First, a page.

Sasheer Zamata Makes Her 'Saturday Night Live' Debut With Drake, and It's Glorious

Sasheer Zamata Makes Her 'Saturday Night Live' Debut With Drake, and It's Glorious

With the addition of Sasheer Zamata as a new featured player, last night's Saturday Night Live went from just any old episode — I mean, Drake's alright — to one of the most anticipated of the season. For the first time in six years, SNL has a black woman in the cast, filling a void that had become so noticeable that they made news by not filling it last year, when they hired four more white kids for this season.

For a taste of how Zamata did, watch this sketch where Drake plays her adorkable dad:


While the show tried joking about its lack of diversity when Kerry Washington hosted a while back, it became patently clear how much this shortcoming was limiting them; SNL a show that is supposed to reflect popular culture, and black women are obviously a part of that.

So how did last night's episode reflect this new and important change? Zamata was in the limelight more than a featured player usually would be — we probably saw as much of her in this episode as we've seen of Noël Wells all season — but her presence didn't feel forced. In fact, it didn't feel all that different. While the sketches weren't particularly remarkable, now SNL can have such crazy characters as: a black person's female family member, a black woman dancing in a rap video about New Year's resolutions (which of course opens up a whole other can of worms about how black women are used in music videos, but baby steps), and Rihanna (or Beyoncé, or Oprah, or Michelle Obama).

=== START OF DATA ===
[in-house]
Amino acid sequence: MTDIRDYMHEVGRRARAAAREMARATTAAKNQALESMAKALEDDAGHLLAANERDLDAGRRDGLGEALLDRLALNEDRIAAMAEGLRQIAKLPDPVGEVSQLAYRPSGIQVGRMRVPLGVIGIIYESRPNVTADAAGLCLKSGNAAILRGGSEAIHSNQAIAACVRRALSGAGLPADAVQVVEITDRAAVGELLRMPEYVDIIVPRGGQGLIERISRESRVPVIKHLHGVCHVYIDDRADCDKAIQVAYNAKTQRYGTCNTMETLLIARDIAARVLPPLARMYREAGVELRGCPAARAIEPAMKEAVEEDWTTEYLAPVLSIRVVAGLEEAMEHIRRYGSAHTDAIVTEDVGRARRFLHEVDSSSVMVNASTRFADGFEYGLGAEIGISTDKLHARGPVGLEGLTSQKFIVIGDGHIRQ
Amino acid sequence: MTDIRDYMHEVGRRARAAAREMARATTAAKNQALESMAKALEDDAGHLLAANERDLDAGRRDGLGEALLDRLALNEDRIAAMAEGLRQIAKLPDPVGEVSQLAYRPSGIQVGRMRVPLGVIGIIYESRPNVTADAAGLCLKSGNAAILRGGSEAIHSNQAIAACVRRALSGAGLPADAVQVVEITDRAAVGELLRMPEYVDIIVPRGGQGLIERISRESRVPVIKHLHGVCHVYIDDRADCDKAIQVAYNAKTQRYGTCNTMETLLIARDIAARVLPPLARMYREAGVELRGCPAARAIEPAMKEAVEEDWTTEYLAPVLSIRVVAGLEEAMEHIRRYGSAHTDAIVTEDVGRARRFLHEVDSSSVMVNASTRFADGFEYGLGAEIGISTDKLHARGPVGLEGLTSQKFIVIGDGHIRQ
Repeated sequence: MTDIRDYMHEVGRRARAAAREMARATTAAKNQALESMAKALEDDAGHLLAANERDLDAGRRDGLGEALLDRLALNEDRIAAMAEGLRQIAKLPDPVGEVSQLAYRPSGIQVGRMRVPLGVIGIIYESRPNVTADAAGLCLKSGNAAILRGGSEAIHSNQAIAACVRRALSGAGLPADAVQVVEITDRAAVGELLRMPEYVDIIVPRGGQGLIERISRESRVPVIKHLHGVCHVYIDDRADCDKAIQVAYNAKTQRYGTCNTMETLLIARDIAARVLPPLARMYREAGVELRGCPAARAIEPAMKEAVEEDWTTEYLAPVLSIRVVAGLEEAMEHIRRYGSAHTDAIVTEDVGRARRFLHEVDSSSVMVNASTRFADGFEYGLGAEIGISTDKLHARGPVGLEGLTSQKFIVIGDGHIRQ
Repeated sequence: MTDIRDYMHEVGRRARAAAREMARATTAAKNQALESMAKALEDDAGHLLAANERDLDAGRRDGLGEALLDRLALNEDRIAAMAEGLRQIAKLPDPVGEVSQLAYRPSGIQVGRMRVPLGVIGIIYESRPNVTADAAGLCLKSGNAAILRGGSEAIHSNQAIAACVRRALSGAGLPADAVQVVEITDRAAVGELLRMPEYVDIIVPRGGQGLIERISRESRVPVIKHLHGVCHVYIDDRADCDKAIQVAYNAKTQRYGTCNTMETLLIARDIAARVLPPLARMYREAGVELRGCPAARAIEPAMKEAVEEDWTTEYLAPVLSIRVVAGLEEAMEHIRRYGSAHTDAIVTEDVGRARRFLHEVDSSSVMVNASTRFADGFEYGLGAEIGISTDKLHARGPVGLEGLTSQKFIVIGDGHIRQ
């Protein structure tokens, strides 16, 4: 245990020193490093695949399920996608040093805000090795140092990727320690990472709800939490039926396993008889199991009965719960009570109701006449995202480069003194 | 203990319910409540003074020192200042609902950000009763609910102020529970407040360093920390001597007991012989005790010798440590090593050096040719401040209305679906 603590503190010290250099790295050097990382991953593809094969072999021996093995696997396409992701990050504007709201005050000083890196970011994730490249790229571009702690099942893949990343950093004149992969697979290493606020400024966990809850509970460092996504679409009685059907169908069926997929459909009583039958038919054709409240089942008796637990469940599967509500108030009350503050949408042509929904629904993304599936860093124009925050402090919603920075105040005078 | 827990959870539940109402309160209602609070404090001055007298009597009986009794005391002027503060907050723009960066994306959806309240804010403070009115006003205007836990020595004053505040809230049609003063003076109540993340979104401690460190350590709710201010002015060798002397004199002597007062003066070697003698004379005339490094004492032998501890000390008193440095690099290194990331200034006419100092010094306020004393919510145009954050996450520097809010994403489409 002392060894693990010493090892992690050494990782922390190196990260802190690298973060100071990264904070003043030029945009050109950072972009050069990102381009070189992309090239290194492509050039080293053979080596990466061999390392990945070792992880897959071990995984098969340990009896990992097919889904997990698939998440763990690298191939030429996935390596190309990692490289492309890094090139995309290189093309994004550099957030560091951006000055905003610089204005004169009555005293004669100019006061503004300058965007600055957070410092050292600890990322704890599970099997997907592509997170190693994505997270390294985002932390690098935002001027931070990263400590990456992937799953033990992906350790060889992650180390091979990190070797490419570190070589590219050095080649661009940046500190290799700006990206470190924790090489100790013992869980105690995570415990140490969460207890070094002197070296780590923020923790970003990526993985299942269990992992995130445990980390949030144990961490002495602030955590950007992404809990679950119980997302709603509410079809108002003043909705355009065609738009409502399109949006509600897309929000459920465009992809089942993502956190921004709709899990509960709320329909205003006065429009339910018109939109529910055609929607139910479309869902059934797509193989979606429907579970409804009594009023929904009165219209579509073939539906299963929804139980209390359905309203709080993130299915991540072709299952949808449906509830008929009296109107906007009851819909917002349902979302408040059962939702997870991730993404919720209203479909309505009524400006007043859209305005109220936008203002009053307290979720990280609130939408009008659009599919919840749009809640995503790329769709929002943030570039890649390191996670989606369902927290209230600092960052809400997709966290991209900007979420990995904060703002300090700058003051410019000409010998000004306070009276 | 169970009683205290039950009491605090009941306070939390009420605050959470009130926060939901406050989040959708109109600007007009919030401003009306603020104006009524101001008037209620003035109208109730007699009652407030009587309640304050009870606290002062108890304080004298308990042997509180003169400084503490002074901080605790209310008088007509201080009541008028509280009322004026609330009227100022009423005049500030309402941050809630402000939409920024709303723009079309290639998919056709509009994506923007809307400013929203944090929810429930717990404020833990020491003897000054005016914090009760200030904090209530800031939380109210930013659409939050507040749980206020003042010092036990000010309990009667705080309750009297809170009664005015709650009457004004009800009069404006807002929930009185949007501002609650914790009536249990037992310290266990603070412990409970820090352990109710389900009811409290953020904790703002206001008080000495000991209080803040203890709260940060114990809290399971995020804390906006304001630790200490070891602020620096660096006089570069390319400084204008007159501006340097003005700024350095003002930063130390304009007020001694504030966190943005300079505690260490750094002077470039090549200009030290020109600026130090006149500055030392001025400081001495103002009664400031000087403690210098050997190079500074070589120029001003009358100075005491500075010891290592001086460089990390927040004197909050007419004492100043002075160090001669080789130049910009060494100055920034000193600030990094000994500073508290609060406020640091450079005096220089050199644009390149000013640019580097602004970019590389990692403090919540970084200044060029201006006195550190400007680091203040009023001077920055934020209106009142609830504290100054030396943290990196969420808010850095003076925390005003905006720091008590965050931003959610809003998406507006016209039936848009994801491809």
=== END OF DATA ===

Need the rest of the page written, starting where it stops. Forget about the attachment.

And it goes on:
Zamata didn't become the star of the show. There's just someone there now when those roles come up which, based on how much screen time Zamata got last night, is fairly often. It remains to be seen if she will continue to be used this regularly — after all, she is still only a featured player. If last night's show was any indication, not only will SNL make to show that it's making an effort, but also Zamata will be used disproportionately to proportionately represent women of color. There should be, if anything, more women of color on the show. And who's going to play Lucy Liu?!